The Browning Auto-5 was the original semi automatic shotgun. While the old shotgun ran on a long recoil system, the new A5 runs on a Benelli-esque inertial system that Browning calls their “Kinematic Drive”. Browning LOVES giving every feature a name. But the other thing that Browning typically does is add features and innovation. Let’s see what those add up to. This shotgun was provided by Sylvestre Sporting Goods for review.
Browning A5 Specs & Features
- Available in wood (Hunter models), black synthetic (Stalker), camo, fancy (Ultimate), as well as a few Cerakote finishes
- Barrel lengths in 26″, 28″, and 30″
- Available in 12 and 16 gauge
- Available in 3″ and 3 1/2″
- Inertial driven semi automatic action
- Uses InvectorDS chokes
- Easily removable turn-key magazine tube plug
- In-stock recoil spring
- Speed-load (no need to load the chamber through the ejection port)
Browning claims that the humpback aids in sight plane and bead acquisition. Personally, I think that’s a stretch and that they put the humpback in for nostalgia to the older Auto-5. If it offered a real advantage, you’d see more shotgun manufacturers using hump-backed shotguns.
Browning A5 Usability
I don’t usually praise guns on usability like this, but the Browning A5 does it all so well. Usability out of the box is exceptionally solid; there are a number of features that Browning did right that usually need to be modified on other shotguns:
The shell lifter uses a very mild fork and sits very close to the magazine tube follower. This means you can load the shotgun up without having the lifter snag your thumb. I know this sounds silly, but the lifter on many shotguns out there in production will catch your thumb, especially when you’re under pressure and trying to get a few last shots off.
The shotgun rear stock and forend are both very slim. Browning likes to keep things slim, like they did on the Browning T-Bolt, and the A5 is pleasantly so. While the Remington Versa Max is 52.5mm at the forend, the A5 is a slim 45mm. That probably doesn’t sound like a lot, but it is. The shotgun comes up and into your shoulder pocket quickly. With the weight of this shotgun being low and pretty far back, it makes the A5 very quick to point. The Browning A5 would be perfectly at home with upland game where a light, pointable shotgun is desired.
The Speed Load Plus feature is mysteriously absent from Browning’s webpage on the A5, but I thought it was a very slick feature. Normally, semi auto shotguns lock the bolt to the rear when they’re empty, forcing you to throw one shell into the ejection port on the side, followed by hitting the bolt release, and then you top up the magazine tube through the magazine loading port. This dance can be learned and the time to reload can be cut down, but it’s time consuming for new shooters. Browning’s A5 has an auto load feature where it automatically loads the shell loaded into the magazine tube so you don’t have to load through the ejection port. It’s very fast and it worked sideways, upside down, and every other way I thought to test it.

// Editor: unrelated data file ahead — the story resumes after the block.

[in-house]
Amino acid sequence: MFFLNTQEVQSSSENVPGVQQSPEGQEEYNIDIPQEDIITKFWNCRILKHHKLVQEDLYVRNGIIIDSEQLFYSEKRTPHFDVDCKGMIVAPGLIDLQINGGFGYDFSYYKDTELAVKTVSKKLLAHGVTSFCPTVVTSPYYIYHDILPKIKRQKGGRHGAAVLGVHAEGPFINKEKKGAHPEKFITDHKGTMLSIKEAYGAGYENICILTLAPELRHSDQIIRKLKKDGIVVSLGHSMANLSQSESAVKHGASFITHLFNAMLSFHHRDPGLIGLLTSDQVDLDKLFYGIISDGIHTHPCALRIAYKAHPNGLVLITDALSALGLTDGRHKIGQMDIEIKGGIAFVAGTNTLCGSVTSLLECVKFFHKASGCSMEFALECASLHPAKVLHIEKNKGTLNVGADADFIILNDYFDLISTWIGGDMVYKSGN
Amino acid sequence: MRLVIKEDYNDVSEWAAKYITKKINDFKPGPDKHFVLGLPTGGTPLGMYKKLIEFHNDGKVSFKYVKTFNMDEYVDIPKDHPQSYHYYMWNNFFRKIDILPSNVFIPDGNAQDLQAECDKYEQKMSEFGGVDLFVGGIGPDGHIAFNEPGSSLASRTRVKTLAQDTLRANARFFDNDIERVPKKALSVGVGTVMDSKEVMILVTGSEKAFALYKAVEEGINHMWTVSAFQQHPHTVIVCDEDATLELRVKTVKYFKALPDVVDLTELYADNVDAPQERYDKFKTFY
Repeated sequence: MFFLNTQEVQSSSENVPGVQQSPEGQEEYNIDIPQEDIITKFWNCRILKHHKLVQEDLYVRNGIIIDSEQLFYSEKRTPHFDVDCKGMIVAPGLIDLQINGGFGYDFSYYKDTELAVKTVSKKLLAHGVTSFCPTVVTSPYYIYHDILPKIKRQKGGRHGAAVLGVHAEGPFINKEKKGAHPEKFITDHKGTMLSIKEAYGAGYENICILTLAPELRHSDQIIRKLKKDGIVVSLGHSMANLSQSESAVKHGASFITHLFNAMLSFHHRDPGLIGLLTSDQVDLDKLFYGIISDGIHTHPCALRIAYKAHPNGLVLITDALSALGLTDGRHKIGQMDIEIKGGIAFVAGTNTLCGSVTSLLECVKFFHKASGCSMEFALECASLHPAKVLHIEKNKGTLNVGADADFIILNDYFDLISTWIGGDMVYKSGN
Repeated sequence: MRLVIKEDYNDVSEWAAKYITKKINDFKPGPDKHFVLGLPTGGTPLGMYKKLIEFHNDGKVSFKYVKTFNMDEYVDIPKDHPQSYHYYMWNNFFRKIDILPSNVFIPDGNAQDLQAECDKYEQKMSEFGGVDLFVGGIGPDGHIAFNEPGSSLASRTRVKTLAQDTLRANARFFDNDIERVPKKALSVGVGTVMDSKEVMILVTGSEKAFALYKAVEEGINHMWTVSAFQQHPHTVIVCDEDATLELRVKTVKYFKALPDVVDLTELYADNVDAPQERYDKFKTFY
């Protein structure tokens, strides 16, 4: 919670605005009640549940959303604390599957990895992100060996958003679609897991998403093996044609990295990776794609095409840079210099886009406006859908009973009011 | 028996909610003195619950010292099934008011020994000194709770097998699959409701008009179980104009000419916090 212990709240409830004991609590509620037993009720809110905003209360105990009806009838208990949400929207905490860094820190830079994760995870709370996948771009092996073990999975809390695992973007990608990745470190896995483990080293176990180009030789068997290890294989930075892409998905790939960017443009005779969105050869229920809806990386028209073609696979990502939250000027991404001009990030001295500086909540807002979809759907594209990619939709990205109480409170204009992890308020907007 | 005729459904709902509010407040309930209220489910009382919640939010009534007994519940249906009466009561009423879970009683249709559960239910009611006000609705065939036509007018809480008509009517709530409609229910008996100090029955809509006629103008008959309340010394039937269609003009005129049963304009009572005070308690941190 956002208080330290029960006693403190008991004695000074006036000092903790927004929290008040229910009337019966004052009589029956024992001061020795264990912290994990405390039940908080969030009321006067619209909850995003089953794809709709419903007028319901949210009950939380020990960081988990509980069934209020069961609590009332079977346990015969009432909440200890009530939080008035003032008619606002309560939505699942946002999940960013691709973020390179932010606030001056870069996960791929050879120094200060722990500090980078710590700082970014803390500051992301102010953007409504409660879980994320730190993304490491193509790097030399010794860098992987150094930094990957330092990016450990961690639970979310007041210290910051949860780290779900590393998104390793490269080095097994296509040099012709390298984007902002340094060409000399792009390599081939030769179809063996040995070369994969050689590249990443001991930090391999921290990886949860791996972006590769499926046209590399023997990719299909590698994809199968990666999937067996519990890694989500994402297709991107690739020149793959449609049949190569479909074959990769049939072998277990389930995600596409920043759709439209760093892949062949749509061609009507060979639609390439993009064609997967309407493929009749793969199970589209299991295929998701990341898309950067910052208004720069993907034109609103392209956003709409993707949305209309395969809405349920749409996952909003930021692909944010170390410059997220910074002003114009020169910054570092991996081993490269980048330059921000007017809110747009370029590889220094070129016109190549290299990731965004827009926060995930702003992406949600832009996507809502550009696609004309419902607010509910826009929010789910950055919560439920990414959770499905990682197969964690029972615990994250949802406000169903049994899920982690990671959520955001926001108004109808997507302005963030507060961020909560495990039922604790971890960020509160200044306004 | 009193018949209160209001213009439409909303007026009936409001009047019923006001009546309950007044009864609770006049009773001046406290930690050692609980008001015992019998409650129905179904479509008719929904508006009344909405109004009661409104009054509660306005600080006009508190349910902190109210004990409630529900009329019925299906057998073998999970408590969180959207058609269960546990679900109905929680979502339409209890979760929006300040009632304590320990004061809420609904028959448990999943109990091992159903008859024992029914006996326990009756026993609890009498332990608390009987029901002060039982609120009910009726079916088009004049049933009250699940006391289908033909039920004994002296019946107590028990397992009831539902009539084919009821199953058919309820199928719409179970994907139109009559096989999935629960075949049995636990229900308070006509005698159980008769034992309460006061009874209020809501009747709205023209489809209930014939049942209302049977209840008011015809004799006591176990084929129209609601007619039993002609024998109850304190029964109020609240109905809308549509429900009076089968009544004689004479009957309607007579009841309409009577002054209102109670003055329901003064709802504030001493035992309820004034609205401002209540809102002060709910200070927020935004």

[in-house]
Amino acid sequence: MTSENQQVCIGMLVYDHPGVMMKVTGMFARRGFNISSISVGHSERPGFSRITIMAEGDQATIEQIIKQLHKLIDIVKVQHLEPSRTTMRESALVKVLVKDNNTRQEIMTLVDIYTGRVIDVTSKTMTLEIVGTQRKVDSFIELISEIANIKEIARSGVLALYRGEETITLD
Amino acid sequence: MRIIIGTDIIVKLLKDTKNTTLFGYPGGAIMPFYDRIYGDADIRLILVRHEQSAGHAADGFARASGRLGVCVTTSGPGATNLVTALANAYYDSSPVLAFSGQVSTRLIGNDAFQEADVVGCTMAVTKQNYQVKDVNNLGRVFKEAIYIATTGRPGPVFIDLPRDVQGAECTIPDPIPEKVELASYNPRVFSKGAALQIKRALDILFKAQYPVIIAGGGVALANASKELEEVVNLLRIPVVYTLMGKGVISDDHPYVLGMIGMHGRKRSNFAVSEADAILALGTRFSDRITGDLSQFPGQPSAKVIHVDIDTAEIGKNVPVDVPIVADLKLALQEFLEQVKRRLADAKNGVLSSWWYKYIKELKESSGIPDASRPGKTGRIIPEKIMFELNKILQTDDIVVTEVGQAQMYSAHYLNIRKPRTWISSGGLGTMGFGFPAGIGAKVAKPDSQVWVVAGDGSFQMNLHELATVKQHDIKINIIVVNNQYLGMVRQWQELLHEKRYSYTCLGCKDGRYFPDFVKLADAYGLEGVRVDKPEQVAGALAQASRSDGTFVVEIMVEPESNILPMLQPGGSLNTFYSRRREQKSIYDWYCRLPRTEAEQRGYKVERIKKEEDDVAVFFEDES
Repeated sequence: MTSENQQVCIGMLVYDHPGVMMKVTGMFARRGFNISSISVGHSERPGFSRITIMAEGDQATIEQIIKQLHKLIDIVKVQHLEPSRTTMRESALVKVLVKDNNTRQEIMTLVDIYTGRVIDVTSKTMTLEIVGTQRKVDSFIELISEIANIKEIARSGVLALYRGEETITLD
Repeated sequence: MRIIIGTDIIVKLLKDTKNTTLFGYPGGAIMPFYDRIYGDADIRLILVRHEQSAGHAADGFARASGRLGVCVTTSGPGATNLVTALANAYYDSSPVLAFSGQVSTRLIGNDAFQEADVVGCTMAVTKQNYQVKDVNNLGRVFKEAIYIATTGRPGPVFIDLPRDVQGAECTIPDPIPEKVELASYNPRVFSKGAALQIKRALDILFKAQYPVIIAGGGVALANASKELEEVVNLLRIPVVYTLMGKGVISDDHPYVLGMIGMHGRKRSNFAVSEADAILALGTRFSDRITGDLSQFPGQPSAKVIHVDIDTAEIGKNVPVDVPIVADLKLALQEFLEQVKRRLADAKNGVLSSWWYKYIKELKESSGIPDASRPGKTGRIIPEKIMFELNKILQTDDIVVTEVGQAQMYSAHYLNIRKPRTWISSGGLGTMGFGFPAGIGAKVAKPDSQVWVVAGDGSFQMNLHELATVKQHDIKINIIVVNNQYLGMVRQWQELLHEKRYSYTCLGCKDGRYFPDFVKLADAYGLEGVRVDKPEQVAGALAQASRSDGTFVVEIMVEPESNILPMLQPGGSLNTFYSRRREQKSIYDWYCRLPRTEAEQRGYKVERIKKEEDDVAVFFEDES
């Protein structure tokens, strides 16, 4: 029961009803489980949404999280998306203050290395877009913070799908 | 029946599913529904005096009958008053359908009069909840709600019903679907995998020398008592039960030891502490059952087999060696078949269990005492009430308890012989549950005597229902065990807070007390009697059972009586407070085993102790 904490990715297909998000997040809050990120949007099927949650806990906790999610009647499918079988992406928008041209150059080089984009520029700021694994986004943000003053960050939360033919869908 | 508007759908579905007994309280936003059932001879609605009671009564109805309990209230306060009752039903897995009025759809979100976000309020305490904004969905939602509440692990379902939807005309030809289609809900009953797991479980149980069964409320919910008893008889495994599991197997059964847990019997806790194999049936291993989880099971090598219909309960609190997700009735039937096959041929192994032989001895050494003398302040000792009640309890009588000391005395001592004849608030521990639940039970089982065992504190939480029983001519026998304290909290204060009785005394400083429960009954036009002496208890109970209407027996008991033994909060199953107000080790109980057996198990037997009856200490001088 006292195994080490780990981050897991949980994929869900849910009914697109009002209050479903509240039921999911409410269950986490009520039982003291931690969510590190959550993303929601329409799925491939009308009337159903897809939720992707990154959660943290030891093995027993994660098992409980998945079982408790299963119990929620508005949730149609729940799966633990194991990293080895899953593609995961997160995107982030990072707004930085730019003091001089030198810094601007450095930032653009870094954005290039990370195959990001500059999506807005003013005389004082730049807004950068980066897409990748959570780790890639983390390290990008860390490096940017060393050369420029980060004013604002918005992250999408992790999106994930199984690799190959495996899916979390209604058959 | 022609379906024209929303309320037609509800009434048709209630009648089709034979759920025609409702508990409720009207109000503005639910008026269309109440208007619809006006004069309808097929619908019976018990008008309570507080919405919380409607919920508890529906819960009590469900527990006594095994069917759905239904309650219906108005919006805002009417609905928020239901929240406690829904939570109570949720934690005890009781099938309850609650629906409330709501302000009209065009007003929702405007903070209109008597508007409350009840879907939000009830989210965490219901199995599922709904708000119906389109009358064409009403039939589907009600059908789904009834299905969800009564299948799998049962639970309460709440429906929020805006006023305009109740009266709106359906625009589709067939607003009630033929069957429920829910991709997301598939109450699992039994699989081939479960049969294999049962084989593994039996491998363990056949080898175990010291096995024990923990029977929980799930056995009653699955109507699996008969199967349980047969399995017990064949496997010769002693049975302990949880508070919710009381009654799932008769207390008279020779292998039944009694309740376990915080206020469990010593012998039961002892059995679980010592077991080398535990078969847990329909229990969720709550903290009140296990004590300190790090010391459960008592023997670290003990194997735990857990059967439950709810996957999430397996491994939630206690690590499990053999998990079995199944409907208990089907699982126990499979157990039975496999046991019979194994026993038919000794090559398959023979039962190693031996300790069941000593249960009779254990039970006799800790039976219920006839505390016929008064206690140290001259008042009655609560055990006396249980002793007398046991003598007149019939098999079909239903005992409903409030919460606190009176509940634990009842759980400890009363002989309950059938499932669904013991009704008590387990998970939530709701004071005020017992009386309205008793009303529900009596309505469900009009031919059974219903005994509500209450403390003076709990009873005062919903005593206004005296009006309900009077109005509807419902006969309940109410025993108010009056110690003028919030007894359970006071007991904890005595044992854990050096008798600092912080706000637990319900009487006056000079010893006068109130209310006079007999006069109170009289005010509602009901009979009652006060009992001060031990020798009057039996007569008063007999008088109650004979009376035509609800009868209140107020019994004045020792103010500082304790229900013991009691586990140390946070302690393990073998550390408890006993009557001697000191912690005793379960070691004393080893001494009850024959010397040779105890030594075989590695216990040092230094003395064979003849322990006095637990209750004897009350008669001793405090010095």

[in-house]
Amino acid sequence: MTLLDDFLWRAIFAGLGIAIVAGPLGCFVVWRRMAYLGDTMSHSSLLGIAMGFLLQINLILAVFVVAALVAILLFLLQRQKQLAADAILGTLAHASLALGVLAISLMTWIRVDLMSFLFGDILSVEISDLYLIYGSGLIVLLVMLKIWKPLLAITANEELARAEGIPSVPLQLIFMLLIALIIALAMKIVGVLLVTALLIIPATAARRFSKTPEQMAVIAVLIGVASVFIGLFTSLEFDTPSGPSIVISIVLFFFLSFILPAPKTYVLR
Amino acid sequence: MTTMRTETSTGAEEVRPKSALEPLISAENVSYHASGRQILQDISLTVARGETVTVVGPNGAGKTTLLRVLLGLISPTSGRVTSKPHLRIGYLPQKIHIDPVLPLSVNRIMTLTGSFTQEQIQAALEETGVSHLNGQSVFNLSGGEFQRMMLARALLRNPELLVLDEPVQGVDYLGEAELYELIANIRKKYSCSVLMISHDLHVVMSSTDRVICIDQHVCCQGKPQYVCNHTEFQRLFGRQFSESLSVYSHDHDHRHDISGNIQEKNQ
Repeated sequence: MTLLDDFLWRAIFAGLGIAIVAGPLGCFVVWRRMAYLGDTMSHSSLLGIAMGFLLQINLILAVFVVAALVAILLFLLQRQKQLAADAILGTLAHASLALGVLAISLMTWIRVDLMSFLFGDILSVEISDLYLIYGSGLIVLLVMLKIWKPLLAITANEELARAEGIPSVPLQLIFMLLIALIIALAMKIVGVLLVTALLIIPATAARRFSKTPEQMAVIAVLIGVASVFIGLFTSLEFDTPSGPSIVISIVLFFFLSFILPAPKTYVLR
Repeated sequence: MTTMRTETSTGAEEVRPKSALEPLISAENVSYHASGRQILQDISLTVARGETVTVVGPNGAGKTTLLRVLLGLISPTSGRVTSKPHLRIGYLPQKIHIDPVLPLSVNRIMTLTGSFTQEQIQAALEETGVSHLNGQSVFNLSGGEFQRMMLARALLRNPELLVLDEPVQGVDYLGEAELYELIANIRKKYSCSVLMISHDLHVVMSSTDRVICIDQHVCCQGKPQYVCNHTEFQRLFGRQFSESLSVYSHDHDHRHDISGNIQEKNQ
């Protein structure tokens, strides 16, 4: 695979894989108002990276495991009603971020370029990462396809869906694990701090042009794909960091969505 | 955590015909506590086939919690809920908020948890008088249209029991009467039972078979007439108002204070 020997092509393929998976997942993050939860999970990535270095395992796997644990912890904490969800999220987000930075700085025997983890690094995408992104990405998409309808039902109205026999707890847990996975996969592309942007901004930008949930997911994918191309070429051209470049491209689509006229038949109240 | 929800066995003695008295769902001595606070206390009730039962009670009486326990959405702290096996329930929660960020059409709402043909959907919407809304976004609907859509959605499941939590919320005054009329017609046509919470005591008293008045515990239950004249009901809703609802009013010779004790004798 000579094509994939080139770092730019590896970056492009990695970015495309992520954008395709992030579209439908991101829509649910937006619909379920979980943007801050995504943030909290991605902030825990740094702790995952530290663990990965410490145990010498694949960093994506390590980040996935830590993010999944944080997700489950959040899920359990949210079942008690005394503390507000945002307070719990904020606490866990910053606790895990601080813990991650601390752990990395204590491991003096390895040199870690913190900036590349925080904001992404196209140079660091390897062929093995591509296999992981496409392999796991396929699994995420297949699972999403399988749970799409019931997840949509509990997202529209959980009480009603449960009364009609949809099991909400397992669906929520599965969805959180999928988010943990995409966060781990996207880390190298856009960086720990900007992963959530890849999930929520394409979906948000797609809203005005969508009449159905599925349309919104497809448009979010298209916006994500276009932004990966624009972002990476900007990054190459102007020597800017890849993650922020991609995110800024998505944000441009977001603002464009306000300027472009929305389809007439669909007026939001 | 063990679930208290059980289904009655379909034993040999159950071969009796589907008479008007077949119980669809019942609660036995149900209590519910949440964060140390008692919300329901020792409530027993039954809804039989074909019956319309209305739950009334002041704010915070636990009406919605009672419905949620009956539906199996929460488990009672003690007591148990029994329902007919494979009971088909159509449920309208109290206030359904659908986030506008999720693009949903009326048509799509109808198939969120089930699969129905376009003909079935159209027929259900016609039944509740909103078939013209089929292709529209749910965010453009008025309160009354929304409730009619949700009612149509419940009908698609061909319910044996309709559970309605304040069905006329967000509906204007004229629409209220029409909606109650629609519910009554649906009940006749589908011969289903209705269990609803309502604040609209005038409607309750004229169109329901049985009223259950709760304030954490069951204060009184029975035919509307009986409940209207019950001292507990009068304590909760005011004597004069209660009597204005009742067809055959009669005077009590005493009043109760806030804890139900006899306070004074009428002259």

The “Plus” part of the Speed Load Plus is because Browning thinks it’s amazing that you can remove shells from the tube by moving the shell catch to the side. This is something you can do on most shotguns out there.
Other features include:
Easy remove keyed magazine tube plug. Using a car key, you can unlock and remove the plug.
InvectorDS chokes. These thin-wall choke tubes are sealed with a brass ring at the bottom to keep shot fowling from getting into the choke threads. This means that you should see fewer seized InvectorDS chokes. These chokes are quite long, which may help with introducing a more gradual constriction to the shot. Of note: Browning went with a different scale of chokes so their IC, Mod, Full, etc, may be different than what you expected.
Browning A5 Reliability
Browning has gone with a 100,000 round, 5 year warranty on the A5. Few people will ever hit 100,000 rounds in a shotgun in 5 years, so treat it as more of a 5 year, “you’re not going to wear it out” warranty. Given that it uses a simple inertia driven action, reliability and action durability should be excellent.
Personally, I found that the shotgun would reliably run 1 1/8 oz target loads, but wouldn’t run extra light 7/8oz loads at all. For a shotgun that is built to run everything from 2 3/4″ -> 3.5″ shells, that’s expected.
The Browning A5 is a refined inertial action shotgun with a few features that are well worth it. Browning’s focus on slim stocks is apparent on this shotgun and combined with the rear weight distribution and low weight in general, make for a sleek, light shotgun. That light weight may make it a poor choice for high volume 3 1/2″ goose shelling days, but fantastic for upland, ducks, lighter goose days, and even 3 gun shooting. Although the action is decidedly Benelli in nature, the rest of the shotgun is very Browning and pretty different than other shotguns available out there.